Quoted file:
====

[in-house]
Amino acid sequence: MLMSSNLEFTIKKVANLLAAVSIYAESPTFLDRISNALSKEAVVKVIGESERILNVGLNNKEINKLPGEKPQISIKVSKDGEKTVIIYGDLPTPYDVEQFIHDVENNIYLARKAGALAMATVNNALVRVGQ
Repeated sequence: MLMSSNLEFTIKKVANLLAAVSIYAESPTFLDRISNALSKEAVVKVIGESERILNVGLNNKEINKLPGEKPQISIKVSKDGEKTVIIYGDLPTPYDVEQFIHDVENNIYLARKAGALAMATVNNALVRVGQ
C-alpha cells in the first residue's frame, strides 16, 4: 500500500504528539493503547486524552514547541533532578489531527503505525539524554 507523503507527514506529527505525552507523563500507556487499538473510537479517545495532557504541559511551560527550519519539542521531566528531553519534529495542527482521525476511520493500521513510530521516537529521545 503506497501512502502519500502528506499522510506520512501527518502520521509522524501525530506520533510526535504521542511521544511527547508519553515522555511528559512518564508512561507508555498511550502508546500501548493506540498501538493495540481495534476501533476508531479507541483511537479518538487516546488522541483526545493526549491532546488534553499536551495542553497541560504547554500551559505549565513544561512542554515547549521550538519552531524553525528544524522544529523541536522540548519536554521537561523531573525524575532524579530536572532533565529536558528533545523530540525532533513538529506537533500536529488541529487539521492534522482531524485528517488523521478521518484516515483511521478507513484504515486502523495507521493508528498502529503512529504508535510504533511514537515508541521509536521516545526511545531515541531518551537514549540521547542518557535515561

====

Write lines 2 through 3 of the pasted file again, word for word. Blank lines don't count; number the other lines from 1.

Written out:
Amino acid sequence: MLMSSNLEFTIKKVANLLAAVSIYAESPTFLDRISNALSKEAVVKVIGESERILNVGLNNKEINKLPGEKPQISIKVSKDGEKTVIIYGDLPTPYDVEQFIHDVENNIYLARKAGALAMATVNNALVRVGQ
Repeated sequence: MLMSSNLEFTIKKVANLLAAVSIYAESPTFLDRISNALSKEAVVKVIGESERILNVGLNNKEINKLPGEKPQISIKVSKDGEKTVIIYGDLPTPYDVEQFIHDVENNIYLARKAGALAMATVNNALVRVGQ